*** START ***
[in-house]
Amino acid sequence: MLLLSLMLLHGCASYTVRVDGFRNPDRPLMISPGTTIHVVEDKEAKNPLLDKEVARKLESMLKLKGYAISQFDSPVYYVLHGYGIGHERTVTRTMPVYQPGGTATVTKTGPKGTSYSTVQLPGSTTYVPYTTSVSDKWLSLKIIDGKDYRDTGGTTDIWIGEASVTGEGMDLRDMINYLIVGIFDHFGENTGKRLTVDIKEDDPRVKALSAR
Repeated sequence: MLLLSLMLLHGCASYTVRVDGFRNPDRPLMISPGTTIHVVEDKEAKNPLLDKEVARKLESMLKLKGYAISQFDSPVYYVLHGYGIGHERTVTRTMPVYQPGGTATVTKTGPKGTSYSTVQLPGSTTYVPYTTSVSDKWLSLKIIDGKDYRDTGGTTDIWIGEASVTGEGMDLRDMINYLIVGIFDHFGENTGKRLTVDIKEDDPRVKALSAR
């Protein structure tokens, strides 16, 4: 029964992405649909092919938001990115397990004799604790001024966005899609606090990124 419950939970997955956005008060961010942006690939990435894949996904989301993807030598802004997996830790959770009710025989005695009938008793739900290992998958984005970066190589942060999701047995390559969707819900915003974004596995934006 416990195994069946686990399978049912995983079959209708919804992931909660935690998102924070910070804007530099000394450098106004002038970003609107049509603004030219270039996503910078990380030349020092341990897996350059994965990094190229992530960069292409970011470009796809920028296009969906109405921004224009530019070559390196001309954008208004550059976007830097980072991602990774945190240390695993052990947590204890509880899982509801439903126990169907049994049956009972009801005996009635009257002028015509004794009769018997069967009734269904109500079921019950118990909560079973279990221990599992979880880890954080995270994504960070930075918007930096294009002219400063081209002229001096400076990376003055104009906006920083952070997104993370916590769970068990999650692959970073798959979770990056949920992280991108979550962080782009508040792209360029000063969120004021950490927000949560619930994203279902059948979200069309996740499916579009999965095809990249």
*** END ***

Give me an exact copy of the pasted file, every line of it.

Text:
[in-house]
Amino acid sequence: MLLLSLMLLHGCASYTVRVDGFRNPDRPLMISPGTTIHVVEDKEAKNPLLDKEVARKLESMLKLKGYAISQFDSPVYYVLHGYGIGHERTVTRTMPVYQPGGTATVTKTGPKGTSYSTVQLPGSTTYVPYTTSVSDKWLSLKIIDGKDYRDTGGTTDIWIGEASVTGEGMDLRDMINYLIVGIFDHFGENTGKRLTVDIKEDDPRVKALSAR
Repeated sequence: MLLLSLMLLHGCASYTVRVDGFRNPDRPLMISPGTTIHVVEDKEAKNPLLDKEVARKLESMLKLKGYAISQFDSPVYYVLHGYGIGHERTVTRTMPVYQPGGTATVTKTGPKGTSYSTVQLPGSTTYVPYTTSVSDKWLSLKIIDGKDYRDTGGTTDIWIGEASVTGEGMDLRDMINYLIVGIFDHFGENTGKRLTVDIKEDDPRVKALSAR
């Protein structure tokens, strides 16, 4: 029964992405649909092919938001990115397990004799604790001024966005899609606090990124 419950939970997955956005008060961010942006690939990435894949996904989301993807030598802004997996830790959770009710025989005695009938008793739900290992998958984005970066190589942060999701047995390559969707819900915003974004596995934006 416990195994069946686990399978049912995983079959209708919804992931909660935690998102924070910070804007530099000394450098106004002038970003609107049509603004030219270039996503910078990380030349020092341990897996350059994965990094190229992530960069292409970011470009796809920028296009969906109405921004224009530019070559390196001309954008208004550059976007830097980072991602990774945190240390695993052990947590204890509880899982509801439903126990169907049994049956009972009801005996009635009257002028015509004794009769018997069967009734269904109500079921019950118990909560079973279990221990599992979880880890954080995270994504960070930075918007930096294009002219400063081209002229001096400076990376003055104009906006920083952070997104993370916590769970068990999650692959970073798959979770990056949920992280991108979550962080782009508040792209360029000063969120004021950490927000949560619930994203279902059948979200069309996740499916579009999965095809990249």